American Detained in Russia a ‘Brave, Committed’ Journalist

The Wall Street Journal via AP
The Wall Street Journal journalist Evan Gershkovich is shown in this undated photo.

Working as a journalist in Moscow seemed a natural fit for Evan Gershkovich, the son of immigrants from the Soviet Union who grew up speaking Russian at home in Princeton, N.J.

After he graduated in 2014 from Bowdoin College, one of the country’s most selective schools, however, “it took me awhile to figure out that journalism was the career for me,” he said in a 2020 interview on the school’s website.

Now Russia’s Federal Security Service says the 31-year-old American reporter for The Wall Street Journal has been arrested on charges of espionage. The FSB, the country’s top security agency and successor to the KGB, said Gershkovich was collecting information on an enterprise of the military-industrial complex.

The Journal denied the allegations and demanded his release.

Sarah Conly, a retired philosophy professor at Bowdoin, recalled that Gershkovich was unafraid to speak up while other students hung back.

“He was lively and outspoken and not afraid to express his views,” she said in an email. “I have followed his career with admiration and am horrified at this outcome.”

After college, Gershkovich worked for an environmental organization in Southeast Asia, then moved to New York and worked as a cook until joining The New York Times as a clerk on the foreign desk.

Two years later, excited by what he’d learned at the Times, he wanted to get reporting experience and found a slot in 2017 at the Moscow Times, an English-language news site in the Russian capital.

“When you start reporting in Russia, you often hear that it will be very hard to get people to talk,” he said in the Bowdoin interview. “And while that may be true of Russian officialdom -– though not all of it -– I have found that if you go looking for the right people, many of them want to tell their stories.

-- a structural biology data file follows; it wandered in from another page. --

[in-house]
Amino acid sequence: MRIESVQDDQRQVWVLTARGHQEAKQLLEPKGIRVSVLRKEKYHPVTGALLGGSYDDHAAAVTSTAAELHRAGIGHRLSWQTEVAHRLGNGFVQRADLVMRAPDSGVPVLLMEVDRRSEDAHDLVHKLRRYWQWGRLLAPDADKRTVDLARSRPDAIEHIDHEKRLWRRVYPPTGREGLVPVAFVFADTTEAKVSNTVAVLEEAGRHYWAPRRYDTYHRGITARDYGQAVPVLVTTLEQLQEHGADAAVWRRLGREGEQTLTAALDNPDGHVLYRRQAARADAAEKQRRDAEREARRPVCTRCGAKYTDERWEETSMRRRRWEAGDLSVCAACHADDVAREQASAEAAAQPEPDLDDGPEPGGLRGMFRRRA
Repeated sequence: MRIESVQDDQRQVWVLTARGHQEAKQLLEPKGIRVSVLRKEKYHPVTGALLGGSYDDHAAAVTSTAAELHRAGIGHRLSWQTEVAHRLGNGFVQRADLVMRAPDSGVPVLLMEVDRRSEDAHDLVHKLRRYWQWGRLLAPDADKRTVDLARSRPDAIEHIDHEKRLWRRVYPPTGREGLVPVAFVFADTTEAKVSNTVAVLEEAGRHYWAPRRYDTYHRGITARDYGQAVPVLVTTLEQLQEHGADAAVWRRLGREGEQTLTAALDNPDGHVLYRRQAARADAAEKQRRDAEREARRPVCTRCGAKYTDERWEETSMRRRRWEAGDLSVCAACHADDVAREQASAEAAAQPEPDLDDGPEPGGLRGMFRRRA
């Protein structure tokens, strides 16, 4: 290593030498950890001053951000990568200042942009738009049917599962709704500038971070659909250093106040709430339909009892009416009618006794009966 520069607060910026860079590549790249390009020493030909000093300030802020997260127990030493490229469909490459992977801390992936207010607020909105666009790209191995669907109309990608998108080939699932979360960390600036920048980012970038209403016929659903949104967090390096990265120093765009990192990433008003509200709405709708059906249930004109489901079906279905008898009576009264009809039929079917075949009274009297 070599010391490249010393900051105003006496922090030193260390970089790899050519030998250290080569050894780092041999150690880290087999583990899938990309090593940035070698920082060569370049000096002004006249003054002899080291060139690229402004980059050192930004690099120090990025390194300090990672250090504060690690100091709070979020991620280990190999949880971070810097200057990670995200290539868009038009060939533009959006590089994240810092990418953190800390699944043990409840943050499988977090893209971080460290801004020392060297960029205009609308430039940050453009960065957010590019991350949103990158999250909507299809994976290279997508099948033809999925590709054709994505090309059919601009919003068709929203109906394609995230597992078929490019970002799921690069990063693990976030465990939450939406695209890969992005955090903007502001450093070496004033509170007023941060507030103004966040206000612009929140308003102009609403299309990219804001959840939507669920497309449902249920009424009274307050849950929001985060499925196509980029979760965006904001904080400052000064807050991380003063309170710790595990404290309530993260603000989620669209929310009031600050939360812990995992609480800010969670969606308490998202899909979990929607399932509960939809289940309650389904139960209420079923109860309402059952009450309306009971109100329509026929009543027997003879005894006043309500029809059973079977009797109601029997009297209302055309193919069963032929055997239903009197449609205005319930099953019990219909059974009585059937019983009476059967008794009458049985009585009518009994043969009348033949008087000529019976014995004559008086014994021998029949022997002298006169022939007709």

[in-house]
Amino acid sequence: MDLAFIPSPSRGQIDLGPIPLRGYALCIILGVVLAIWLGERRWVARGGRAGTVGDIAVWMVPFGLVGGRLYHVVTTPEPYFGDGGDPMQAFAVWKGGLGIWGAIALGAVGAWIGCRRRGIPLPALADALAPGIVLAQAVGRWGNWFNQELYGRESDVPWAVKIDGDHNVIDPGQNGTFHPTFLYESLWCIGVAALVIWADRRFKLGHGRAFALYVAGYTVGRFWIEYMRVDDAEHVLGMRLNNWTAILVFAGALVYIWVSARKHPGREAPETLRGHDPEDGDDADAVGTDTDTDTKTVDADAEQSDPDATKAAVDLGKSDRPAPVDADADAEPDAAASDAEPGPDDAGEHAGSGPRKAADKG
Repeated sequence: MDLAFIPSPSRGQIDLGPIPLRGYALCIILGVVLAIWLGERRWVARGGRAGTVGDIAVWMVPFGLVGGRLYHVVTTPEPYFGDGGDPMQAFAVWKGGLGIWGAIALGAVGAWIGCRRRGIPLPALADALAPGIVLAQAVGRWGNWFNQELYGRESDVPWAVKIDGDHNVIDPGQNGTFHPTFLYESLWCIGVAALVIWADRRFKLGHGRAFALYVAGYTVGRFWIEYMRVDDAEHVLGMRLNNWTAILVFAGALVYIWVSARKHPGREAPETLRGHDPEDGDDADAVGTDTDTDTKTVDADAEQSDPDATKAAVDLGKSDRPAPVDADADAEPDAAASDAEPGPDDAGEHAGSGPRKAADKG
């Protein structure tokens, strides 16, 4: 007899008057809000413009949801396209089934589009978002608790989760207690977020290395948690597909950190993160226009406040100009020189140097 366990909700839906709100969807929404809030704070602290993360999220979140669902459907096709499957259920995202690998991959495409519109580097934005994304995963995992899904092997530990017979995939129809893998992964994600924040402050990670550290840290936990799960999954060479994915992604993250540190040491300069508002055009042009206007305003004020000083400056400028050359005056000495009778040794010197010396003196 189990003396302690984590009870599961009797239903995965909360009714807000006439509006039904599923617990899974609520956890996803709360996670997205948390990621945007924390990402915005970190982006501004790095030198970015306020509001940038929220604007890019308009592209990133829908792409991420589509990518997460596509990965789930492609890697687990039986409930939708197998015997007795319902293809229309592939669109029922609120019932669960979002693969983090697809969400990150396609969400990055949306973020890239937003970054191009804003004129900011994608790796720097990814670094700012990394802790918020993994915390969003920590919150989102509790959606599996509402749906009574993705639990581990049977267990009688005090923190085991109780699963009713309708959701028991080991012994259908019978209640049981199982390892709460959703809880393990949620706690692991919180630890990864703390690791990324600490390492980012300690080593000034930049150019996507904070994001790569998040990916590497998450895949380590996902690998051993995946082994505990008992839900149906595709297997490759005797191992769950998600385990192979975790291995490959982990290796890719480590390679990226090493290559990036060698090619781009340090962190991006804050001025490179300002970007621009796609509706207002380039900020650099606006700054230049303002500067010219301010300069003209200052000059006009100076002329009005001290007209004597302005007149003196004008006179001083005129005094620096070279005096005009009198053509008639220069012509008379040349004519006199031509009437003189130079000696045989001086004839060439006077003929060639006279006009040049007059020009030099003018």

“Of course, some will want their comments to be from an unnamed source, which means, as a reporter, you have to make sure you speak to them over encrypted channels and protect their identities. But they’re out there,” he said.

Gershkovich later moved to the French news agency Agence France-Presse and then to the Journal.

Friends and colleagues were shocked by the news and took to social media to describe him as a committed journalist, dismissing the allegations as bogus and ridiculous.

“Journalism is not a crime,” they posted.

Henry Foy, the Financial Times’ European diplomatic correspondent based in Brussels, tweeted: “Evan is an exemplary foreign correspondent, a brilliant reporter and a wonderful, kind-hearted friend.”

Joshua Yaffa, a Russia-Ukraine reporter for The New Yorker, posted: “Evan was not unaware or naïve about the risks. It’s not like he was in Russia because no one bothered to tell him it was dangerous. He is a brave, committed, professional journalist who traveled to Russia to report on stories of import and interest.”

Oliver Carrol, a foreign correspondent for The Economist, tweeted that he hopes Gershkovich’s bravery “carries through in these very dark hours. It’s something you wouldn’t wish on your worst enemy. Let alone Evan, who is one of the nicest guys in journalism.”

Many foreign journalists pulled out of Russia after the country enacted laws to punish anyone who discredits Russian forces in Ukraine, and the U.S. State Department has repeatedly advised all Americans to leave the country.

The new law has left many of the remaining journalists uncertain about what would be considered crossing the line. Kremlin spokesman Dmitry Peskov said, “those carrying out normal journalistic activity will obviously keep working, if they have proper accreditation. There will be no problems with that.”

Russian political analyst Tatiana Stanovaya tweeted that ”the problem is that the recently updated legislation and the FSB’s interpretation of espionage today allow for the imprisonment of anyone who is simply interested in military affairs.”

Gershkovich is the first American reporter to be arrested on espionage charges in Russia since 1986, when Nicholas Daniloff of U.S. News and World Report was arrested by the KGB. Daniloff was released without charge 20 days later in a swap for an employee of the Soviet Union’s U.N. mission who was arrested by the FBI, also on spying charges.

One other American is in prison on a spying conviction: former Marine and corporate security executive Paul Whelan, arrested in 2018 on charges the United States and his family say were trumped-up.

For Whelan’s brother David, Gershkovich’s arrest is painful.

“Our family is sorry to hear that another American family will have to experience the same trauma that we have had to endure for the past 1,553 days,” he said in a statement.